If you’re only concerned with conversion, then you want this one. But if you are worried about both ranking for keywords and trying to convert some visitors, you probably want a more content-focused page like this one, a more SEO-focused landing page.
Bounce rate and engagement rate
One of the needs that you have with SEO is that you need low bounce rate and high engagement rate. But the reverse is true here. You don’t necessarily need to worry about bounce rate, engagement rate, you only need to worry about conversion rate.
SEO-focused: So this needs a low bounce rate and a high click-through rate. You want people staying on this page, you want them to click the call to action, and you want them to investigate more.
Conversion-focused: But on this page, actually a high bounce rate is okay if the conversion rate is high. So if people are converting from this page, it doesn’t matter too much if a lot of people visit and many of them go away from here. That’s not too important to you. You’re just worried about conversion rate and optimizing for that conversion rate. If you can bring that up a percent, you don’t mind if bounce rate also goes up 5% or 6% or 7% because you’re turning people off who are the wrong customers.
SEO-focused: Here, you’ve got to have keyword-targeted content. That means the content itself needs to fulfill all the requirements that Google has and that visitors have around what they’re looking for.
Conversion-focused: This, keyword targeting is secondary or might even be unnecessary entirely.
SEO-focused: This needs to be able to earn editorial links or it can’t rank. If it can’t earn editorial links, it’s going to have a very, very difficult time with manual link building to a conversion-focused page. Commercially-focused pages are much tougher.
Conversion-focused: But this one doesn’t even need to worry about links at all.
SEO-focused: This one has to serve many audiences. It’s treated really like a piece of content that helps anyone who’s looking for this information and then has a CTA, a call to action on the page.
Conversion-focused: But this one needs to be heavily focused on one particular audience, the particular audience Little Hotelier is trying to convert who’s the right customer for them, for their software. Hopefully, those folks are already qualified.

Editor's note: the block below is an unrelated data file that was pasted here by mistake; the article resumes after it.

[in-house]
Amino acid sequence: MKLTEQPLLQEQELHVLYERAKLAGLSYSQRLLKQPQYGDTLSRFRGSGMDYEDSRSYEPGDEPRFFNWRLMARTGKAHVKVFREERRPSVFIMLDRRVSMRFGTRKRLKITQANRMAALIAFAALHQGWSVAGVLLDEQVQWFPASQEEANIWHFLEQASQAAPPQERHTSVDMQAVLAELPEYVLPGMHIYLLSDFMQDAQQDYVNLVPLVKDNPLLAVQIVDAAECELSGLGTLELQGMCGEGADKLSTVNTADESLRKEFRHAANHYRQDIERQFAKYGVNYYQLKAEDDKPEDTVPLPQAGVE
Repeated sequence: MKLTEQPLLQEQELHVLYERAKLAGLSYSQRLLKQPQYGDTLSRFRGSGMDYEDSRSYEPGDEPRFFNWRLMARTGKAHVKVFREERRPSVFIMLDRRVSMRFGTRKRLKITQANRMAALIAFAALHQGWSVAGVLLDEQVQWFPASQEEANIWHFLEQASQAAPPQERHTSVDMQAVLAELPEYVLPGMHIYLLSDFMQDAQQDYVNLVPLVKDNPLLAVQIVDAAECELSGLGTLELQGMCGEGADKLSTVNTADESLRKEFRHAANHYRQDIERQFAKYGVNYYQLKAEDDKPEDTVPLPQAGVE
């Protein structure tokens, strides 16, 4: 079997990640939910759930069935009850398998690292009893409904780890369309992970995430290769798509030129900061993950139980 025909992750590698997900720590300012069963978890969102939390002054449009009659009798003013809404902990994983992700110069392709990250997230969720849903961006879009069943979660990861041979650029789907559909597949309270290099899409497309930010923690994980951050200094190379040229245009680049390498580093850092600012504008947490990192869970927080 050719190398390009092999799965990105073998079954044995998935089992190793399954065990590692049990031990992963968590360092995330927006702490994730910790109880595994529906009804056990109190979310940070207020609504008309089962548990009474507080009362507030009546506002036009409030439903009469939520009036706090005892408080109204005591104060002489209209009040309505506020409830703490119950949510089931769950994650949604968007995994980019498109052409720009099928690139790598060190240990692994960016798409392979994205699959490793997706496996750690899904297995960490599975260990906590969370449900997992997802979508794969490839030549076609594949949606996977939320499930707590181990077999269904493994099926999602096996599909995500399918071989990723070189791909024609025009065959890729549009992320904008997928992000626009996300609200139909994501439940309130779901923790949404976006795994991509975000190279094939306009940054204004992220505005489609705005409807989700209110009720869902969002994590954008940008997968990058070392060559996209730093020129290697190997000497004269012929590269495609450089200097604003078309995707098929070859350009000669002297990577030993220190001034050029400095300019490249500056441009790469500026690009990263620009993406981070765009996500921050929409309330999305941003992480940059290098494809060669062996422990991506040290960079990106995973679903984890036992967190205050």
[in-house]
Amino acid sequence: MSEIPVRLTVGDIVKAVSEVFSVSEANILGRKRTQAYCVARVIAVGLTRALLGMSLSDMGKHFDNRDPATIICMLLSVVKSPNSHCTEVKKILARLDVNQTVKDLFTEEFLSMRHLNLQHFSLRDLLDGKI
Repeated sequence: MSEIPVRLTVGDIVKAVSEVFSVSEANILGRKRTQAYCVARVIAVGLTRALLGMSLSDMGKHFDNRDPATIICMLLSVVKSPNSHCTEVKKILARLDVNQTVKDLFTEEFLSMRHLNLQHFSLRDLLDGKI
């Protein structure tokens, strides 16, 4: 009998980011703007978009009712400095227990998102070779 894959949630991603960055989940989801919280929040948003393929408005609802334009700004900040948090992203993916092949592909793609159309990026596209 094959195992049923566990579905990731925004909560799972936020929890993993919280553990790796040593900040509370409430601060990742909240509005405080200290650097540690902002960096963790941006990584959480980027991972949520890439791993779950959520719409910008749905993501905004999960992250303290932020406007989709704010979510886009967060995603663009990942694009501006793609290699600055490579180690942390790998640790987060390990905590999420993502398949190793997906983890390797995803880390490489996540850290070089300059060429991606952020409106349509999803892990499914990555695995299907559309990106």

SEO-focused: These folks over here are not necessarily qualified. This might be part of the qualification process. If you visit this page and you then say, “Huh, I’m kind of interested in letting them manage my bookings,” maybe you should end up here, on this landing page that is conversion-focused.
SEO-focused: This page should be driving traffic to those more conversion rate-focused pages.
Conversion-focused: This page, yes, it might rank for some keywords, but it’s primarily concerned with direct conversions, and hopefully it’s receiving traffic from other onsite channels, like this one, or offsite paid channels that are driving very targeted visitors.
What I’d urge you to do is ask yourself these questions when you’re considering a landing page. Am I trying to earn traffic that might be interested in my content? If so, you’re building one of these (SEO-focused). If you’re trying to target an audience that is already qualified, that’s already familiar with you, or that you’re trying to get familiar with your product, then you’re really trying to convert them, in which case you want one of these (conversion-focused).
Conversion-focused: These pages are great for doing tons of landing page testing and optimization. They’re great for videos. They’re great for testimonials.
SEO-focused: These types of pages are great for content. They’re great for serving all sorts of visitor intense. They’re great for targeting a large set of keywords that all have the same searcher intent.
When you try and mix these, things get a little challenging. That’s where you really need to balance out and decide: “Hey, what is my primary goal here? Serve the searcher audience, which may not be conversion-focused, or convert people and not worry so much about the searcher audience. Maybe try to capture them on other pages before they get here.”
All right, everyone, look forward to your comments, and we’ll see you again next week for another edition of Whiteboard Friday. Take care.